She examines taste buds, she goes to a genetics lab to examine her DNA, she speaks to food behavioral therapists, parents, friends, chefs, and children in the Bay Area and around the nation. Her work is lively, chatty and informative. I bet the audio cd would be a hoot to listen to if she narrates it. I’m also a little bit partial to this book because most of her research is done around the Bay Area. She lives in Menlo Park, and I couldn’t help but wonder if she ever brought her young son to the baby storytime I did there. Not that it has anything to do with the book, but that its a small world after all if she did. =p

This is a book that picky eaters and foodies can associate with. Although it is chock-full of research, and anecdotes, there isn’t much in the way of advice other than “try new food” and “don’t push foods onto kids, they’ll just hate them all the more.” She makes a good point that kids today are exposed to a wider variety of foods via farmer’s market not to mention the super yummy creations of Ella’s Kitchen for tiny tots.

We are all picky eaters in our way. As much as I love cinnamon buns, and crave them on a regular basis, I avoid eating them because I can’t stand the sticky sauce that is poured over it, same goes for most drenched finger foods (ie ribs). Too messy = not for me. My husband can’t stand anything pickled (cucumbers, pickles, etc). We love food, love to cook and consider ourselves foodie-wannabes, but we still have our hang-ups. Everyone does! As long as it doesn’t get in the way of your health, then its really no big deal is mine and the author’s stance.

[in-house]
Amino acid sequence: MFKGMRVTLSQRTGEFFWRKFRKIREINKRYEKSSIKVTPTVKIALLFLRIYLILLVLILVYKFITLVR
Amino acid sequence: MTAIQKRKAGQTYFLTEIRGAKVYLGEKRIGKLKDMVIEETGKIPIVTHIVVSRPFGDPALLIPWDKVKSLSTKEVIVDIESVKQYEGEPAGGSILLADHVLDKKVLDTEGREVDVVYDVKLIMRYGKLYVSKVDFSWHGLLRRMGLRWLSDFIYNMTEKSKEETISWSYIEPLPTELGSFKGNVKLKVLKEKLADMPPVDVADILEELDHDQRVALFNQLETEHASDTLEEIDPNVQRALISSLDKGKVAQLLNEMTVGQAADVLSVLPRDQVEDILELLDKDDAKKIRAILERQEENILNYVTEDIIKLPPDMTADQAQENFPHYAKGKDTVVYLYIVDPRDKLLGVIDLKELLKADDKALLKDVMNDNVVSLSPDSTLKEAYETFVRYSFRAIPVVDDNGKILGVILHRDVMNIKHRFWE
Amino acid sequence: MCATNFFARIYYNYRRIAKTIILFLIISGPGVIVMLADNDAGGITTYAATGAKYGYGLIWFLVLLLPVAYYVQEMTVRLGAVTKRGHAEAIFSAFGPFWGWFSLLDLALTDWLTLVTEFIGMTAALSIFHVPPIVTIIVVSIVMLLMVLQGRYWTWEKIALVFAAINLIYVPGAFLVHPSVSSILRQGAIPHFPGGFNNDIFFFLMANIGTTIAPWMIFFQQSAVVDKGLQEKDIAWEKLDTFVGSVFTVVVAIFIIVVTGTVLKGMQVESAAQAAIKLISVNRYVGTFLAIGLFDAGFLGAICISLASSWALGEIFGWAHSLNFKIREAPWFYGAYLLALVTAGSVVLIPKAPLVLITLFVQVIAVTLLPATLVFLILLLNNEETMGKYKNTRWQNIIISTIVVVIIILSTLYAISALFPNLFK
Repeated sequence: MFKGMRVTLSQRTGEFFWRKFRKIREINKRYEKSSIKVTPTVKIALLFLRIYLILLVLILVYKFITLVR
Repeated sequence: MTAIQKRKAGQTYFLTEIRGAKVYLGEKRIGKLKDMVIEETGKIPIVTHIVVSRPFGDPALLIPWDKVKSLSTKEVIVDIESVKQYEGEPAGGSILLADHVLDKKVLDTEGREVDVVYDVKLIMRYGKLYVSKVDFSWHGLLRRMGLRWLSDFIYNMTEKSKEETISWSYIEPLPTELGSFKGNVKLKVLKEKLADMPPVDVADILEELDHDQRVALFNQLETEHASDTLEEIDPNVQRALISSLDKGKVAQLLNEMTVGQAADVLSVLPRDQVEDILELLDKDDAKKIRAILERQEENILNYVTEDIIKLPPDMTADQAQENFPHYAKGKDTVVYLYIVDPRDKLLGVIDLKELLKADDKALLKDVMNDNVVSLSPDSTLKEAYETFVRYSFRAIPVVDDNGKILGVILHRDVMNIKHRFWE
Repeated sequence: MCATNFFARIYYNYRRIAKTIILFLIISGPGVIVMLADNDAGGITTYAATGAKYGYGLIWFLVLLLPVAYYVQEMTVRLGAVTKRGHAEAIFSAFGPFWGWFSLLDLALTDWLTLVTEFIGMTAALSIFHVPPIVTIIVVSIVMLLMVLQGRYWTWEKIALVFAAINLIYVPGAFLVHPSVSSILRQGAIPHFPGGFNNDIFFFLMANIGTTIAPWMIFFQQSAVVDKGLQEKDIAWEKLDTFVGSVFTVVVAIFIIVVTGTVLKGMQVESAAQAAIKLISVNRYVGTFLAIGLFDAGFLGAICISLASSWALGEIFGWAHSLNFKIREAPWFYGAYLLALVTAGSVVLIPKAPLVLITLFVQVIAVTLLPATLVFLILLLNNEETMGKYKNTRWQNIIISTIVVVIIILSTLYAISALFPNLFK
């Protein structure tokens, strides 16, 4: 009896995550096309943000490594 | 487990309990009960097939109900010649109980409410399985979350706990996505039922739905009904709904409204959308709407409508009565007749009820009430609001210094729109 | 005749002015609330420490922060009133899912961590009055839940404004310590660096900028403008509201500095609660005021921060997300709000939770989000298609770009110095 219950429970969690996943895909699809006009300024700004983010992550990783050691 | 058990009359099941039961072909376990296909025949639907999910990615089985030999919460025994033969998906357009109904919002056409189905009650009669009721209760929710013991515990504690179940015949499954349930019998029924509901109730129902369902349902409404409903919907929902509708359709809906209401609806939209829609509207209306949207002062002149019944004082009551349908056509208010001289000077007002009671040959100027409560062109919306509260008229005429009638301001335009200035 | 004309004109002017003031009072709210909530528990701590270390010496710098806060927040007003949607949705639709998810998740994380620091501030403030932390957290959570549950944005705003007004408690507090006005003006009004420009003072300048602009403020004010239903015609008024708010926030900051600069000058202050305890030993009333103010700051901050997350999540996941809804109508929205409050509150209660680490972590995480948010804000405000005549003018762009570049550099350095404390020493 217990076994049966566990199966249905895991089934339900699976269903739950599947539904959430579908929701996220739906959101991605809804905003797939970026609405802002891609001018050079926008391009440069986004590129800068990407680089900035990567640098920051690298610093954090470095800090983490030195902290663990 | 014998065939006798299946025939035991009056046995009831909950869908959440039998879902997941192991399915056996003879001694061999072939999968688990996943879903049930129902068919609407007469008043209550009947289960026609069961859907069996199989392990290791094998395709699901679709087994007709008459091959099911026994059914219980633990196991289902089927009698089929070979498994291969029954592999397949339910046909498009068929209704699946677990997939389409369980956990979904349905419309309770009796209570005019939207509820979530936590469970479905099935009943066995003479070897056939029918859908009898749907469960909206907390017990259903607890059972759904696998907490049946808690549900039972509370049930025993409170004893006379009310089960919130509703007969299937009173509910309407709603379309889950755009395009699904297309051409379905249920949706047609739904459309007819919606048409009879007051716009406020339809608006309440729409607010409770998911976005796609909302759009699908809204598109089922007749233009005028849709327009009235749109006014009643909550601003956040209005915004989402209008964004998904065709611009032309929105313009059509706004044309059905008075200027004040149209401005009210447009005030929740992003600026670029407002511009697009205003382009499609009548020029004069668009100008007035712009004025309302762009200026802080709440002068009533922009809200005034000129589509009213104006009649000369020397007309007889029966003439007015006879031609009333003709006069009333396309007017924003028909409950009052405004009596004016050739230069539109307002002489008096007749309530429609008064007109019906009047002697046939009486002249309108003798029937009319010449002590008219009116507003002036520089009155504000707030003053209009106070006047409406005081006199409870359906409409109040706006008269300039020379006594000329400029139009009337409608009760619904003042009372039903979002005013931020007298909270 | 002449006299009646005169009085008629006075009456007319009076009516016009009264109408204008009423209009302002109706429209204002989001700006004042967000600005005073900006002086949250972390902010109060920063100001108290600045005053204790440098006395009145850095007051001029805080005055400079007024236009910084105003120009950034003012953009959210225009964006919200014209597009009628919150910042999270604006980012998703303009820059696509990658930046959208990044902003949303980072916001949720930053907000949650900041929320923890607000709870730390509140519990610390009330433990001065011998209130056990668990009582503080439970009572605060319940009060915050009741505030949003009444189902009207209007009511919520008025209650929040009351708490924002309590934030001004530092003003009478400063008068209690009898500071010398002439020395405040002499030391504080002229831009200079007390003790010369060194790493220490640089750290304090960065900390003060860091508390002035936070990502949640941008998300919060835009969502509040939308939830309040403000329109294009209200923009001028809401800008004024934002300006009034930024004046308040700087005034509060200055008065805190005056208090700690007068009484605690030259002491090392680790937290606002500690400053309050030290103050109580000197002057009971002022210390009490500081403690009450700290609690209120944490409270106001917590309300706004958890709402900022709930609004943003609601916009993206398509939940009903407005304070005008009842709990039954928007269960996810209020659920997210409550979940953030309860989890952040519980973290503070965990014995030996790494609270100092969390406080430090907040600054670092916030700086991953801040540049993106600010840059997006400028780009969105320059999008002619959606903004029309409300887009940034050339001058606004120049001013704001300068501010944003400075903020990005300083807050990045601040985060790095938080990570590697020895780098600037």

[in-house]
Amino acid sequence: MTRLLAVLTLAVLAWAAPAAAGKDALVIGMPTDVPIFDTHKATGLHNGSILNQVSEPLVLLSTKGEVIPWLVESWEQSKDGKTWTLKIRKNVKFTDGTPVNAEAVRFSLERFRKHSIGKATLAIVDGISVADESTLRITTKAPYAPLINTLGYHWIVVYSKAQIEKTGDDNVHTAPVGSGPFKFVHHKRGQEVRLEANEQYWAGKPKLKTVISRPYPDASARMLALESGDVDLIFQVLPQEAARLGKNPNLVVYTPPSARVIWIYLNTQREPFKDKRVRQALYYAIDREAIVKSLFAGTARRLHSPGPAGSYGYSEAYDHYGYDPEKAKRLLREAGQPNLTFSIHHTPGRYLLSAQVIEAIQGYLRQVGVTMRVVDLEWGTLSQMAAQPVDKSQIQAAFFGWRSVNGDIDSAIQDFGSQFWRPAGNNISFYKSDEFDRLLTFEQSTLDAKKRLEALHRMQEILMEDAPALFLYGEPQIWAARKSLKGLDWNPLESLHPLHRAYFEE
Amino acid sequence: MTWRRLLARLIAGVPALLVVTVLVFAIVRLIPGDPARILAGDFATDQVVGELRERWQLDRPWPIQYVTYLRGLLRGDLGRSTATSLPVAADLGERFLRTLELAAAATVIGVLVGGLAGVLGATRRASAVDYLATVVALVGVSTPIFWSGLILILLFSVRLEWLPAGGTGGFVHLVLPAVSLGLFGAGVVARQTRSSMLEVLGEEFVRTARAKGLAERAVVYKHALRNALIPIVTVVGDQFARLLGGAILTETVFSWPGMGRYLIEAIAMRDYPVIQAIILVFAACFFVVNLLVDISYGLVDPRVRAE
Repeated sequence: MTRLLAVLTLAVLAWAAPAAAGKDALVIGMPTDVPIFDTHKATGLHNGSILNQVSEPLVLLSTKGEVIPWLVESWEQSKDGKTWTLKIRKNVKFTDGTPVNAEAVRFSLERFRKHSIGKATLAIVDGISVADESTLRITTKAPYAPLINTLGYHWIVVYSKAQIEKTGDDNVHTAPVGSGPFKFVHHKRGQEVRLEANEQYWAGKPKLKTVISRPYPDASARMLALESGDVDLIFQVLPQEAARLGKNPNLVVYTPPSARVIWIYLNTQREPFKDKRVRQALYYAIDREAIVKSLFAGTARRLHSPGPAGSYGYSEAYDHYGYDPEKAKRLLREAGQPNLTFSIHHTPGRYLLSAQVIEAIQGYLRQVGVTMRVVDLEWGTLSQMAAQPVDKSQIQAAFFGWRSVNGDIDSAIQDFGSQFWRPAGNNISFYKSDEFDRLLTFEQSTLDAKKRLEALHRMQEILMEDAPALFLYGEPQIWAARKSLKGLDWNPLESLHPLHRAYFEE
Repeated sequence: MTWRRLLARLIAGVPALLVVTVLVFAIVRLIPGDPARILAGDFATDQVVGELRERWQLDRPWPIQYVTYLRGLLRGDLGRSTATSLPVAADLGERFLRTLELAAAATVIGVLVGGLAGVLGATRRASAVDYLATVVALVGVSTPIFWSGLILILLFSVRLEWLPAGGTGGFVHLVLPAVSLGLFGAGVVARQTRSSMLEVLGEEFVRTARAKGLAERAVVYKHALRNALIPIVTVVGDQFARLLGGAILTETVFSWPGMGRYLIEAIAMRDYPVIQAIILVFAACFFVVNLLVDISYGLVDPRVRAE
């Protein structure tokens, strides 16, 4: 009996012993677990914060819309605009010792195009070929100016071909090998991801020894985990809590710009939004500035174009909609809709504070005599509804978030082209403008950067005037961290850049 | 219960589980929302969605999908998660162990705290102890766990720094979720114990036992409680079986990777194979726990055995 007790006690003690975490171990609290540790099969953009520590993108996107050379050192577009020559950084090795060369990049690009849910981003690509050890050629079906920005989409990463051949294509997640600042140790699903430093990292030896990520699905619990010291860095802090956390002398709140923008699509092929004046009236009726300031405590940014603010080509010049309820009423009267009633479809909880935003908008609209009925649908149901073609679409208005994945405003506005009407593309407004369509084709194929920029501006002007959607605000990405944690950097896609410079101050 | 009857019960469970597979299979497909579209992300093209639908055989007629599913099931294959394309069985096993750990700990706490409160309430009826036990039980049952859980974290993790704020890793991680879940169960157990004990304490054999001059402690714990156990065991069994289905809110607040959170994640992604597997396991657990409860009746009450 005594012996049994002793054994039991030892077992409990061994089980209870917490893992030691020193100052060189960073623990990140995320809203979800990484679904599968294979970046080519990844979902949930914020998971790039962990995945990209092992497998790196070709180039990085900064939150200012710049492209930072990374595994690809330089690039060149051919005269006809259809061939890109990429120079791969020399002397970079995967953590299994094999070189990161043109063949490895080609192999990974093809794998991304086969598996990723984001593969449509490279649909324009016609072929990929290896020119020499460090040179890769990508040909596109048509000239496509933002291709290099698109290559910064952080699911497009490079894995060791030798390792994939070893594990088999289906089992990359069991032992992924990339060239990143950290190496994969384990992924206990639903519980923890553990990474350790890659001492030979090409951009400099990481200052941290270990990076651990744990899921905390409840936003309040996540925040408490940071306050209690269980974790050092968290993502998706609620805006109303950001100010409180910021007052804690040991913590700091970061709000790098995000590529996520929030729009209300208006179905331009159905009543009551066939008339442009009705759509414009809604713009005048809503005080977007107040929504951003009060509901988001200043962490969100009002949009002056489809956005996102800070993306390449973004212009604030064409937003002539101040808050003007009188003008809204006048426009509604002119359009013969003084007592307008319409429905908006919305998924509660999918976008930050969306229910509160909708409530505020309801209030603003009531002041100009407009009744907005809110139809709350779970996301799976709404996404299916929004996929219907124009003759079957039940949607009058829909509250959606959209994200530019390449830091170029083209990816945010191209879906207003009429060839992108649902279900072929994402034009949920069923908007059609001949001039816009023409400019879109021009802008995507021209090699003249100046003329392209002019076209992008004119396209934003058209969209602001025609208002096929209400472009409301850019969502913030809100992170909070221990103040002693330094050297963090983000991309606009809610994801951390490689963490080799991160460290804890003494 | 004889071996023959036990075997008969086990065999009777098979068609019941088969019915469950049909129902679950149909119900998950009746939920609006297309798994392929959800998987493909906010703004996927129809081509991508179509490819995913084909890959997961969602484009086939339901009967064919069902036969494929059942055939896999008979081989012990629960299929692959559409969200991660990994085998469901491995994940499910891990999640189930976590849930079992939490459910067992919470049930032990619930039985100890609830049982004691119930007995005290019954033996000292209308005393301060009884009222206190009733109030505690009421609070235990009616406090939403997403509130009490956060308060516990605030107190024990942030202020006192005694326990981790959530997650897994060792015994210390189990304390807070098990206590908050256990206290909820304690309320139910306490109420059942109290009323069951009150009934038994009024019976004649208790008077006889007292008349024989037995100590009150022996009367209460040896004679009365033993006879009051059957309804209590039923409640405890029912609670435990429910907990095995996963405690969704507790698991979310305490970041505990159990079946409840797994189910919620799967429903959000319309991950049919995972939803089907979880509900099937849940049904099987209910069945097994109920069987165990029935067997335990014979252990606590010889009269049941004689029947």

So, what food have you avoided recently?

Someday, Someday, Maybe by Lauren Graham

Someday, someday, maybe : a novelSomeday, Someday, Maybe by Lauren Graham
Age: Adult
Genre: Fiction
Source: Library
Publisher: Ballantine Books, 2013
ISBN: 9780345532749
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Franny Banks is an aspiring actress in New York. By day, she’s a waitress, and at night, she’s taking acting classes and preparing for auditions. This novel is what most can assume to be a semi-autobiographical account of Lauren Graham’s experiences as a struggling actress before becoming a household name with her role on Gilmore Girls.